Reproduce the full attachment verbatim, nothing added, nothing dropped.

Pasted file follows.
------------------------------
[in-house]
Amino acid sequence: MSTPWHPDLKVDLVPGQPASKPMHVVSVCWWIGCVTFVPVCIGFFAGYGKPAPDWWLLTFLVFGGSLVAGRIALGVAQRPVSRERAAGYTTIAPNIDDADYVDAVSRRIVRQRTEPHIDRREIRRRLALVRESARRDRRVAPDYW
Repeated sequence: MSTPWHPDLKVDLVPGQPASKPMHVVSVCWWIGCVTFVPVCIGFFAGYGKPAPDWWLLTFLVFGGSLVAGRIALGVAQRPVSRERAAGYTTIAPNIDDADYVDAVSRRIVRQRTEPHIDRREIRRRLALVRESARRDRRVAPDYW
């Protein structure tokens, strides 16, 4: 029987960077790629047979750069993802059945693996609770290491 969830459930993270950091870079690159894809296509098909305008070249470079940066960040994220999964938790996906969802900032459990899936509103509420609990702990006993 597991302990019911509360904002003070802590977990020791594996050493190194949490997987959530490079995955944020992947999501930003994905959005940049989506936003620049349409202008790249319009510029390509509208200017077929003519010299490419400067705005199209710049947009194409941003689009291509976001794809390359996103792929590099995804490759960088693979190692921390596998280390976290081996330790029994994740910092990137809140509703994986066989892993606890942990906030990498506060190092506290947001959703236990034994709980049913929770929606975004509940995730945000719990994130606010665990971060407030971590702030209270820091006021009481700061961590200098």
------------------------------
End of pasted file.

[in-house]
Amino acid sequence: MSTPWHPDLKVDLVPGQPASKPMHVVSVCWWIGCVTFVPVCIGFFAGYGKPAPDWWLLTFLVFGGSLVAGRIALGVAQRPVSRERAAGYTTIAPNIDDADYVDAVSRRIVRQRTEPHIDRREIRRRLALVRESARRDRRVAPDYW
Repeated sequence: MSTPWHPDLKVDLVPGQPASKPMHVVSVCWWIGCVTFVPVCIGFFAGYGKPAPDWWLLTFLVFGGSLVAGRIALGVAQRPVSRERAAGYTTIAPNIDDADYVDAVSRRIVRQRTEPHIDRREIRRRLALVRESARRDRRVAPDYW
């Protein structure tokens, strides 16, 4: 029987960077790629047979750069993802059945693996609770290491 969830459930993270950091870079690159894809296509098909305008070249470079940066960040994220999964938790996906969802900032459990899936509103509420609990702990006993 597991302990019911509360904002003070802590977990020791594996050493190194949490997987959530490079995955944020992947999501930003994905959005940049989506936003620049349409202008790249319009510029390509509208200017077929003519010299490419400067705005199209710049947009194409941003689009291509976001794809390359996103792929590099995804490759960088693979190692921390596998280390976290081996330790029994994740910092990137809140509703994986066989892993606890942990906030990498506060190092506290947001959703236990034994709980049913929770929606975004509940995730945000719990994130606010665990971060407030971590702030209270820091006021009481700061961590200098």